Source: (2002) In, Nicholas Bala, et. al., eds. Juvenile Justice Systems: An International Comparison of Problems and Solutions. Pp. 135-151.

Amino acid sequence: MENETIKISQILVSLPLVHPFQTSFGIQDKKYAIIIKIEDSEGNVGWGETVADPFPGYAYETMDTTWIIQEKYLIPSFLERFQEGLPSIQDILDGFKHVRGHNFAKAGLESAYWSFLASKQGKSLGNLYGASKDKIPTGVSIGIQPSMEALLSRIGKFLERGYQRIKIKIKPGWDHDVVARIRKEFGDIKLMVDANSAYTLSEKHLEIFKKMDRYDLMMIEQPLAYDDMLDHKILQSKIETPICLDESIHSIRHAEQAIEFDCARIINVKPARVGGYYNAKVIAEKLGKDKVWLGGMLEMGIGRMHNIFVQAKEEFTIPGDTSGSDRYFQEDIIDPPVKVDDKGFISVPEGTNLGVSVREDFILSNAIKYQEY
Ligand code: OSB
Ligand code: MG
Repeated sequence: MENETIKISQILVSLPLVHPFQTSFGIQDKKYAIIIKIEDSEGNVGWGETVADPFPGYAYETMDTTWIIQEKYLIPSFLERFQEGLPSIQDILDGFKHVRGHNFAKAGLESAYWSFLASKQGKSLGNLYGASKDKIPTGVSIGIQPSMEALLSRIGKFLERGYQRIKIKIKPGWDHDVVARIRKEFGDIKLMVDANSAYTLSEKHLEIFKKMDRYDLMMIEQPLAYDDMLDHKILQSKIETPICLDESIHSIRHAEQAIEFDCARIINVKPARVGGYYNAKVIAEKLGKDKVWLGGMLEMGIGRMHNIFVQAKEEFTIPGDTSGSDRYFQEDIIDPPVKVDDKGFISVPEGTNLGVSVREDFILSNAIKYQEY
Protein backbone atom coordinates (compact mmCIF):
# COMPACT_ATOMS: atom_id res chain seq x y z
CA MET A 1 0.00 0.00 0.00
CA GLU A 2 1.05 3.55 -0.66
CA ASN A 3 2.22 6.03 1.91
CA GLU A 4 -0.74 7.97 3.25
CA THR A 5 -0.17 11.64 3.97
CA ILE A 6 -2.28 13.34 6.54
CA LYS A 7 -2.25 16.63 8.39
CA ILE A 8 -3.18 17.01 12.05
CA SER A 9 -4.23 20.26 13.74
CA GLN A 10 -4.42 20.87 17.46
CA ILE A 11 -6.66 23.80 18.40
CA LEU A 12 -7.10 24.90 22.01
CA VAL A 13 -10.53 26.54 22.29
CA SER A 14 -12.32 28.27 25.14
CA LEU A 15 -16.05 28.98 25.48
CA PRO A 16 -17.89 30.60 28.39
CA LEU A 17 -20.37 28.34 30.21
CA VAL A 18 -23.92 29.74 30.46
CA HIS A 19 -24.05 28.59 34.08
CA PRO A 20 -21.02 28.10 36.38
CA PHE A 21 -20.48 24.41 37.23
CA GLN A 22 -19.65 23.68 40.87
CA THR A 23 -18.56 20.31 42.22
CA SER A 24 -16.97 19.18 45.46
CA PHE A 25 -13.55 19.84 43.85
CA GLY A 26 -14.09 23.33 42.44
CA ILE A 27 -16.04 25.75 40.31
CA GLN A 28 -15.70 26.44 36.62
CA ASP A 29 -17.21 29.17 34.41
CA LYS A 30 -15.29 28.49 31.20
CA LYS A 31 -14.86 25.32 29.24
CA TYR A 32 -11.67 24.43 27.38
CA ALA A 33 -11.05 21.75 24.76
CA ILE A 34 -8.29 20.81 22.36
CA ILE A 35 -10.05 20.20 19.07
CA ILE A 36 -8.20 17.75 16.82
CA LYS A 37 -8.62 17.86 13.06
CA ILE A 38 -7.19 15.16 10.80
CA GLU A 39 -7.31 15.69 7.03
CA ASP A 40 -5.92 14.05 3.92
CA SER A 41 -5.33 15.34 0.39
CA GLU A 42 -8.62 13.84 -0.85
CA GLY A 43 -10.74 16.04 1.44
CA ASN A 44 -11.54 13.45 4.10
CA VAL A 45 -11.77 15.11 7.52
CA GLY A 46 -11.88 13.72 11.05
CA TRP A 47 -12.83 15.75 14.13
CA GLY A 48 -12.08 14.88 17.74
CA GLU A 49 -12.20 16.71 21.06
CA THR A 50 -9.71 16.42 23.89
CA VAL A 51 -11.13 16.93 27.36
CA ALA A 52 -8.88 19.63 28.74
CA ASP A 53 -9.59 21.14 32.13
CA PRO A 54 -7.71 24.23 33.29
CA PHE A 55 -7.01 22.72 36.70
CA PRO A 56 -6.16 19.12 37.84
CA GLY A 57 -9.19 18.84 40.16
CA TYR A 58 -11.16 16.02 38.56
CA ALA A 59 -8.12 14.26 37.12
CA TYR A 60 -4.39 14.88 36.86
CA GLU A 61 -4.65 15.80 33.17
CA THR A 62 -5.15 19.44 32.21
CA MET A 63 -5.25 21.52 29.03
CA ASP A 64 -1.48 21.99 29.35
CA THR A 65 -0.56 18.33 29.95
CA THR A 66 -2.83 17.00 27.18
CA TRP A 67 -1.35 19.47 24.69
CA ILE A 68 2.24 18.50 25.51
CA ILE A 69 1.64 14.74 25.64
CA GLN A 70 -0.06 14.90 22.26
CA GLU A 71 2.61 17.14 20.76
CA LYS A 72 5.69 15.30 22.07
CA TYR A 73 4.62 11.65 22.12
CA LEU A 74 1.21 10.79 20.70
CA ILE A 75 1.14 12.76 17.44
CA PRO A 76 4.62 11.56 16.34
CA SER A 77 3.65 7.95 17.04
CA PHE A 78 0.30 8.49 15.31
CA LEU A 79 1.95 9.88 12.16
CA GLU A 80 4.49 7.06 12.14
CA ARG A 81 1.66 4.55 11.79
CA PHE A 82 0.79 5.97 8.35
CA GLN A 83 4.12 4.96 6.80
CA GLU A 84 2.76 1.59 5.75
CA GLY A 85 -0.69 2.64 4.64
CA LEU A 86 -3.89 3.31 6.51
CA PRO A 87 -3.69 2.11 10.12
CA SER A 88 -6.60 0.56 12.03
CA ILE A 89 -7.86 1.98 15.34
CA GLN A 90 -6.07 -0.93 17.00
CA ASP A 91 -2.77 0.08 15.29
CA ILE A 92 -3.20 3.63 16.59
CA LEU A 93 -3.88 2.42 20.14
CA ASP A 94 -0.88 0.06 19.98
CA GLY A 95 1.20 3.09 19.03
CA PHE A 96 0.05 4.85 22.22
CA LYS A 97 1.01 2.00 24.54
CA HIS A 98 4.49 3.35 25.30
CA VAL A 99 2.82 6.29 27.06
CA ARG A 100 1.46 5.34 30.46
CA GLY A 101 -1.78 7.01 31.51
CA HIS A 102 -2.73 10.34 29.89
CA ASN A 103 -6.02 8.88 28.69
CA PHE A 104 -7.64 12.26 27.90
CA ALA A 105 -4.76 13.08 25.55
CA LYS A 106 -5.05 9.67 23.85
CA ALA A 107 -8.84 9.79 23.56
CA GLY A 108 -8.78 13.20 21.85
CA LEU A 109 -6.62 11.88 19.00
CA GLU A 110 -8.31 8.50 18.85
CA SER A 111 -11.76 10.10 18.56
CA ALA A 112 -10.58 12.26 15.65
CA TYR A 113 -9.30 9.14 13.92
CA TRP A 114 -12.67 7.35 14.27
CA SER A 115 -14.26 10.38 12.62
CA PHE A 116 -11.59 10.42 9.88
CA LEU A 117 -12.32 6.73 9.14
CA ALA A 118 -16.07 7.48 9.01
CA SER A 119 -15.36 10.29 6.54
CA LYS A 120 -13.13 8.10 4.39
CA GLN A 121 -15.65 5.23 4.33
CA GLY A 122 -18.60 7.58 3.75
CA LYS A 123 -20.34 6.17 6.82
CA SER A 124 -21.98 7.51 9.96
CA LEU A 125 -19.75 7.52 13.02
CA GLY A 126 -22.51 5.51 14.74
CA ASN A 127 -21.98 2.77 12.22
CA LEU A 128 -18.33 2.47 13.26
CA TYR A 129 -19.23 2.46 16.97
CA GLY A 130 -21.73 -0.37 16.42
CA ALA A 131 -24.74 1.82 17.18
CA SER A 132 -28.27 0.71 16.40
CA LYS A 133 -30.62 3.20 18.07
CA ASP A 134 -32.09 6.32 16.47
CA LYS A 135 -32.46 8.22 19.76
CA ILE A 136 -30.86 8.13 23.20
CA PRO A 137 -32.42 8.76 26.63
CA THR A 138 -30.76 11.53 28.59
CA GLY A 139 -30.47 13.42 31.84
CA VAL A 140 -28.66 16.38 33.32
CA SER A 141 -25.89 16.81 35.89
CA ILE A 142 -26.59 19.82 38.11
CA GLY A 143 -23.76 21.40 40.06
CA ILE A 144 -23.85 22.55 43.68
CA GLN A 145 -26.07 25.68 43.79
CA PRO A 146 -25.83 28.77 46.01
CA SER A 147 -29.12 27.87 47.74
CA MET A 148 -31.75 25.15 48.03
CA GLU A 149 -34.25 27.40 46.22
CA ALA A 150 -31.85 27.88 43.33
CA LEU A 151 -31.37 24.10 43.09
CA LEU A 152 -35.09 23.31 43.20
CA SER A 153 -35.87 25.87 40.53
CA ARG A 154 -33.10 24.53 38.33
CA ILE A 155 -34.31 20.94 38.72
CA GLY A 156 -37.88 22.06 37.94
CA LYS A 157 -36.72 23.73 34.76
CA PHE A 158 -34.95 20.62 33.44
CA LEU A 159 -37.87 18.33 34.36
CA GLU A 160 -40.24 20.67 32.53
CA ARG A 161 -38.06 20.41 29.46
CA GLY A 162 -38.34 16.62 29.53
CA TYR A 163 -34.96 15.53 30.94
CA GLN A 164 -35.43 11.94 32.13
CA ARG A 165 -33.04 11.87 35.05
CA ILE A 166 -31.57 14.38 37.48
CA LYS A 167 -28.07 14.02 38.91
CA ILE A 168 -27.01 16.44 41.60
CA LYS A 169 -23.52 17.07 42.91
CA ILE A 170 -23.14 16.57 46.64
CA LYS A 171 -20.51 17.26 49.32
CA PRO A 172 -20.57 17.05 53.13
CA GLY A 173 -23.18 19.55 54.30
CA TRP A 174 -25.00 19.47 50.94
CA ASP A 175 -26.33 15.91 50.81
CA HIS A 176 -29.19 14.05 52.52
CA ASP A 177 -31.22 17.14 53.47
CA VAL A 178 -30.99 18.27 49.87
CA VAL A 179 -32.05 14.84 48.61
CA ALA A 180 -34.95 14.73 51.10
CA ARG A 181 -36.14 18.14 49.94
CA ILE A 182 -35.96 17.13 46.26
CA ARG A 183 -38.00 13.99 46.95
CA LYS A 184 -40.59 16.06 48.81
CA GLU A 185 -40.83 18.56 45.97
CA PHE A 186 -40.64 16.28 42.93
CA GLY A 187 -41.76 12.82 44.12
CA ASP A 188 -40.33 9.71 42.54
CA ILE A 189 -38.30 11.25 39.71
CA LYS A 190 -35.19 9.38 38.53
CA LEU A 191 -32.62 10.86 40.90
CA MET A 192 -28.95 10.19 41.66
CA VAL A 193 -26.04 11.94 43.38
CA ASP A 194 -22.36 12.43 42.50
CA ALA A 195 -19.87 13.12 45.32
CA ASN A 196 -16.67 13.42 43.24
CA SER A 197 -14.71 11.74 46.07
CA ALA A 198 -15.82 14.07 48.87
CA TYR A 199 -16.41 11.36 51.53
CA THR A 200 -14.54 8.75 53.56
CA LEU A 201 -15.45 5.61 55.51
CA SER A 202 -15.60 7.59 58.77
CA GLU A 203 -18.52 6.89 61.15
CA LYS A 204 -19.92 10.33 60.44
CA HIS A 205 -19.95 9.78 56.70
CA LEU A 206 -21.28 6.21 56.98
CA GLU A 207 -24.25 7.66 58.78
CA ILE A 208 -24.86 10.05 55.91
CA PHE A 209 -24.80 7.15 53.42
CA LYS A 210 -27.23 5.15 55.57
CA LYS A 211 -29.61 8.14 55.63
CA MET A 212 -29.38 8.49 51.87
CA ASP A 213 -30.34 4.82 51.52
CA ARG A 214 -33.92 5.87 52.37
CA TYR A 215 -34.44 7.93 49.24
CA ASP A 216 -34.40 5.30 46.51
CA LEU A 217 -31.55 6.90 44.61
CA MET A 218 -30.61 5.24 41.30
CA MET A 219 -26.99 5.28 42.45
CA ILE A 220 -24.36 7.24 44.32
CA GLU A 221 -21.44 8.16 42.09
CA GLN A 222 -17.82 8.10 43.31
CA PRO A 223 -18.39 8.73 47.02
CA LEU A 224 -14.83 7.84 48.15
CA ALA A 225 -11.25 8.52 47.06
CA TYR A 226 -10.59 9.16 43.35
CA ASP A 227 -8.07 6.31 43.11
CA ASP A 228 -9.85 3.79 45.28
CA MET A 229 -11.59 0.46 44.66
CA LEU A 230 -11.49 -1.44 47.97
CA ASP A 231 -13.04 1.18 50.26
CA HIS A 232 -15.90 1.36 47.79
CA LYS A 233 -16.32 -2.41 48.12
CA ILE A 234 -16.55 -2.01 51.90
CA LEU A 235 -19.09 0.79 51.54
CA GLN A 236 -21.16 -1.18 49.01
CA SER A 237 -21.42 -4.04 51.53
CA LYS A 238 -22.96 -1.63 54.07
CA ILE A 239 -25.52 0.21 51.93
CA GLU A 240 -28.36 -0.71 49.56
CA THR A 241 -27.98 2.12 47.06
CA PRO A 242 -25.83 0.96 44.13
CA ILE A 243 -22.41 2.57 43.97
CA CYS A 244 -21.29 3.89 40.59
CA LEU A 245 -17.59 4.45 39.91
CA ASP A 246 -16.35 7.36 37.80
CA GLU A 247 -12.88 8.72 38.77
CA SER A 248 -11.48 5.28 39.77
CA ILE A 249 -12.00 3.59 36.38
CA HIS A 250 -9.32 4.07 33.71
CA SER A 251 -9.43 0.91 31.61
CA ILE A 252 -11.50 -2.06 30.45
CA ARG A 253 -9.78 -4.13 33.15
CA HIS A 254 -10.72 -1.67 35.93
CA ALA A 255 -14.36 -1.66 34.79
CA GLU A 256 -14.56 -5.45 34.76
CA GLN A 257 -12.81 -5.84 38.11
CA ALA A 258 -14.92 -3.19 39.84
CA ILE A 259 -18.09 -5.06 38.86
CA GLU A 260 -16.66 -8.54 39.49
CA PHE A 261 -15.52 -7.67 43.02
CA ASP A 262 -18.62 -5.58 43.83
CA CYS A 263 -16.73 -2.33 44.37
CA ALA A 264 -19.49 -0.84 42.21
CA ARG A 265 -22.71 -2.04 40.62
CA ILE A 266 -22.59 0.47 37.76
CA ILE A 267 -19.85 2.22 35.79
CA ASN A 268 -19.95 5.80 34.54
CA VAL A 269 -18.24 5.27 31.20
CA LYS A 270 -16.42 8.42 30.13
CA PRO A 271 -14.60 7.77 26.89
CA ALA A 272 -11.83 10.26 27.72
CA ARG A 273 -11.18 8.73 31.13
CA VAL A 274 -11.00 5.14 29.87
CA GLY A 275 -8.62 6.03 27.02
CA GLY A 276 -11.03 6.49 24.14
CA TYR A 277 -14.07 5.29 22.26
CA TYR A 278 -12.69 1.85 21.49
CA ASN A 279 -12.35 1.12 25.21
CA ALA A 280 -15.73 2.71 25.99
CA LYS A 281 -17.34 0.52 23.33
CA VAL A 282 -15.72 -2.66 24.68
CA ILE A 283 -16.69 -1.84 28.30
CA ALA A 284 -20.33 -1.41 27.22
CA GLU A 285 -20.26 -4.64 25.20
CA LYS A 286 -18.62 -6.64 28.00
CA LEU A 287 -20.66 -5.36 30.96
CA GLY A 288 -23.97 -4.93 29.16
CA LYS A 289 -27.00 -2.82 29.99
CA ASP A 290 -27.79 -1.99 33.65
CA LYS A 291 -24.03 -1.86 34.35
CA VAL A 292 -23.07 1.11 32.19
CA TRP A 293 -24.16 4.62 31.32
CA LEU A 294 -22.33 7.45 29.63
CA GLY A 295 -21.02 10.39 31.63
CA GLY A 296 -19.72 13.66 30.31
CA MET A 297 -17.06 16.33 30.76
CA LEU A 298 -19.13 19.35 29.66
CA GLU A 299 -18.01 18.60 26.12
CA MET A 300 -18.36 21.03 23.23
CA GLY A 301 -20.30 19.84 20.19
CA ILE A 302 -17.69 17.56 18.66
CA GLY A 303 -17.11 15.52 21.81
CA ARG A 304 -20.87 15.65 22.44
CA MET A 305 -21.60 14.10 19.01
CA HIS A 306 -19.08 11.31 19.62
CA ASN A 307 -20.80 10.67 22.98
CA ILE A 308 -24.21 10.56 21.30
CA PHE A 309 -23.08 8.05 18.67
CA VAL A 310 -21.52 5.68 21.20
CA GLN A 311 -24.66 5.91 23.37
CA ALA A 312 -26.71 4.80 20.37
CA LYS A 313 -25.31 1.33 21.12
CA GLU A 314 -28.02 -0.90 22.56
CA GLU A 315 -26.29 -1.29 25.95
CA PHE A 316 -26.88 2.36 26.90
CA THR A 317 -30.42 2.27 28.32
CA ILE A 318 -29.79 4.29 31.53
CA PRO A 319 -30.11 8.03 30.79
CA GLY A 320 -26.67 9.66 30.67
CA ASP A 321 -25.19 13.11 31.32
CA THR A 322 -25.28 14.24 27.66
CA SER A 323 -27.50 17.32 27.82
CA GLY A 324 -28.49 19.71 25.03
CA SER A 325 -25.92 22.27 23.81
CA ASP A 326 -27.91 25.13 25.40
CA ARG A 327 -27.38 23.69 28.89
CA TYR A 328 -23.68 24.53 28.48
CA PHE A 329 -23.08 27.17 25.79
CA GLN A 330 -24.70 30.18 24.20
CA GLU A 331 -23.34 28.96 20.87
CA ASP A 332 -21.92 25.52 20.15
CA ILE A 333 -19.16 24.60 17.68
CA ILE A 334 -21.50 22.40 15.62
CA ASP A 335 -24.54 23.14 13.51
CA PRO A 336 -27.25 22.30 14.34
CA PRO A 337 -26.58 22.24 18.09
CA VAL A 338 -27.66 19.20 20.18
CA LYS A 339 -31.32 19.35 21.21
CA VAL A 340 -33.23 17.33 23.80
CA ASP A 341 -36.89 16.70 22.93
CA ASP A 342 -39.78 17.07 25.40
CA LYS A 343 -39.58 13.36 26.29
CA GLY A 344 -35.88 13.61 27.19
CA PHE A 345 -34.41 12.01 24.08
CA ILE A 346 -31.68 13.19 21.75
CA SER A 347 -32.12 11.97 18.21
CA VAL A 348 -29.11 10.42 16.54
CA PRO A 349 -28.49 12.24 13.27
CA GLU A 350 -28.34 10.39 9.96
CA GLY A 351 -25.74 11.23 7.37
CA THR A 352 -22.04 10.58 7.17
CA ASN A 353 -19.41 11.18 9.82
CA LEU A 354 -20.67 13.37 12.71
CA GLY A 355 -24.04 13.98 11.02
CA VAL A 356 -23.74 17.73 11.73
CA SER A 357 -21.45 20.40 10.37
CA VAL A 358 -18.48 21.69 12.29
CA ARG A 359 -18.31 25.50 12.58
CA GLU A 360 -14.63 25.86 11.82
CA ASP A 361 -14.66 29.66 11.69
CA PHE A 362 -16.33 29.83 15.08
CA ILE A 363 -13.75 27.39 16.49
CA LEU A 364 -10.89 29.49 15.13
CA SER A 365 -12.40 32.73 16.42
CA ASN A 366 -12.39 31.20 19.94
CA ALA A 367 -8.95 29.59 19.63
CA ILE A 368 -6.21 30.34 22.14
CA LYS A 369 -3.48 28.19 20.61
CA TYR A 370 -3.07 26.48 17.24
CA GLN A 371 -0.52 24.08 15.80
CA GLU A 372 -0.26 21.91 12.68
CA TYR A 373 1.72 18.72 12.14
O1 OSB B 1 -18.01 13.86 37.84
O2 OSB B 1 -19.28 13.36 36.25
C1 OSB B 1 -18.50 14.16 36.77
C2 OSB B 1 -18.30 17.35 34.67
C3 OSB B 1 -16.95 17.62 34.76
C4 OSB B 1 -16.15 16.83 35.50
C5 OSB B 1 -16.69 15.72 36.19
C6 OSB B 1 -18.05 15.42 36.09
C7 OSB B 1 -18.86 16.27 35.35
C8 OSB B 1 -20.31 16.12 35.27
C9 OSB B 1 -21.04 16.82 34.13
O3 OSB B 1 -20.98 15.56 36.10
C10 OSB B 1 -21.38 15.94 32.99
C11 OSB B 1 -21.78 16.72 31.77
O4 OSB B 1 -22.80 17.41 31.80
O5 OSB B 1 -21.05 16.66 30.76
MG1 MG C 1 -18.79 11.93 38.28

In this chapter, David O’Mahony addresses the matter of juvenile crime and the operation of the juvenile justice system in Northern Ireland. According to O’Mahony, Northern Ireland has a relatively low juvenile crime rate. The juvenile courts in Northern Ireland deal with youth from ten to sixteen years of age, inclusive. There is an emphasis in the system on specialized juvenile police units to deal with young offenders. Only about ten percent of cases end up in court. In this regard, there have been efforts to limit the use of courts and custody even further, and to increase the use of determinate sentencing. To fill in this framework, O’Mahony provides a demographic profile of Northern Ireland, identifies trends in offending behavior by juveniles, and outlines the structure and procedures of the juvenile justice system in Northern Ireland.